About those alternate uniforms for the Cavs
The Cleveland Cavaliers announced today that they will be wearing a navy blue alternate uniform this year that features wine and gold letters, numbers and trim.
According to the team’s website, the uniforms will be worn for the team’s season-opening game on Oct. 30 against New York and will rotate with what the team refers to as its gold uniform (c’mon, it’s really yellow) as the official alternates for the 2014-15 season.
“With so much excitement and positive momentum going into this season, this special time called for a brand new uniform to match the energy and mojo of the 2014-15 team,” Tracy Marek, Cavaliers CMO, said on the team’s website.
The jersey is OK for what it is, we’ve always liked navy blue as a complimentary color to burgundy, but it’s not as good as it could have been.
The biggest problem is that what the Cavs are calling “deep wine and bold gold” is really just red and yellow. The navy would work if the Cavs were truly using wine and gold as their colors – for example, the blue version of the Miracle of Richfield uniform the Cavs wore in 2007 looked sharp – but with the current color palette, it’s look too much like a fan boy mashup. (Speaking of the Miracle of Richfield uniforms, the Cavs should just go back to those along with the accompanying logo; now that was a uniform set.)
The uniform also features what the Cavs refer to as their “DNA statement” – All For One. One For All. – printed upside down on the jersey’s left hem so it can be an “inspiration” to players. There’s nothing wrong with the phrase, but the rest is just marketing gibberish, especially when you consider that the NBA requires the players to tuck in their jerseys, making the phrase unreadable during a game, ostensibly when a player would need inspiration the most.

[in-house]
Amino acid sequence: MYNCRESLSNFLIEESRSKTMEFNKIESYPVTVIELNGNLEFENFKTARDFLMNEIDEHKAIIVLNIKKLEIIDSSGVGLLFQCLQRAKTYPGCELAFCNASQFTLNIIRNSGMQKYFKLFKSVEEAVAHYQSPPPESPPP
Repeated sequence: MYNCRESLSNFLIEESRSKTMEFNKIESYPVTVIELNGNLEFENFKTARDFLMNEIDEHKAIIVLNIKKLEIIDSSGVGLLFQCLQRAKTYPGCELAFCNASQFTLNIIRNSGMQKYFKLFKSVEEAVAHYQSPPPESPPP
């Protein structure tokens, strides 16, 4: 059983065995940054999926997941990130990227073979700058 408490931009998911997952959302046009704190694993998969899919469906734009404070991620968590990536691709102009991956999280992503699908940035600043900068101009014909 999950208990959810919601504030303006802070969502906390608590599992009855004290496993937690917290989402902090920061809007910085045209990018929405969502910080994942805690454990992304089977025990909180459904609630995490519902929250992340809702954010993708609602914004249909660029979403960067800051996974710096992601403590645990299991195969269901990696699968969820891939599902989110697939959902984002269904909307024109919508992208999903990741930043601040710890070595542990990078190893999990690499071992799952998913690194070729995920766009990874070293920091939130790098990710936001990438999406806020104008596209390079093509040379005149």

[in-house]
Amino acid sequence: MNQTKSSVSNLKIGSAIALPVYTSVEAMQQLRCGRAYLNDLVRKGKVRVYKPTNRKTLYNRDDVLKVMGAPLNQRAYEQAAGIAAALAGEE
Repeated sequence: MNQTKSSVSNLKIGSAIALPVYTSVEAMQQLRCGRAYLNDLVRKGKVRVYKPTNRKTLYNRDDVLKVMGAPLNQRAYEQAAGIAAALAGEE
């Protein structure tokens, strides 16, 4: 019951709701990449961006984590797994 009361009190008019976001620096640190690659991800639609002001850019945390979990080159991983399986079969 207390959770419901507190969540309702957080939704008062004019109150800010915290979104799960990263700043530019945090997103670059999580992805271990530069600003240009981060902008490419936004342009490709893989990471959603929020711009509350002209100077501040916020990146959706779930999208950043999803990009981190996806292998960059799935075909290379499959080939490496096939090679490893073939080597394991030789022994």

The important thing to remember in all this is that it’s the players in the uniforms, not the uniforms themselves, that matter. (An important note to remember the next team you read about how the Browns would be winners if they didn’t have such “boring” uniforms.)
People fondly remember the Lenny Wilkens-era Cavs because they played a style of basketball that was enjoyable to watch and because they won – not because of their uniforms, which were certainly not “inspiring.” So if the Cavs end up lifting the Larry O’Brien trophy sometime soon, it won’t matter what they’re wearing.
Until then, at least every game they wear the navy uniforms is one less game in the yellow ones.
(Photo courtesy of clevelandcavaliers.com)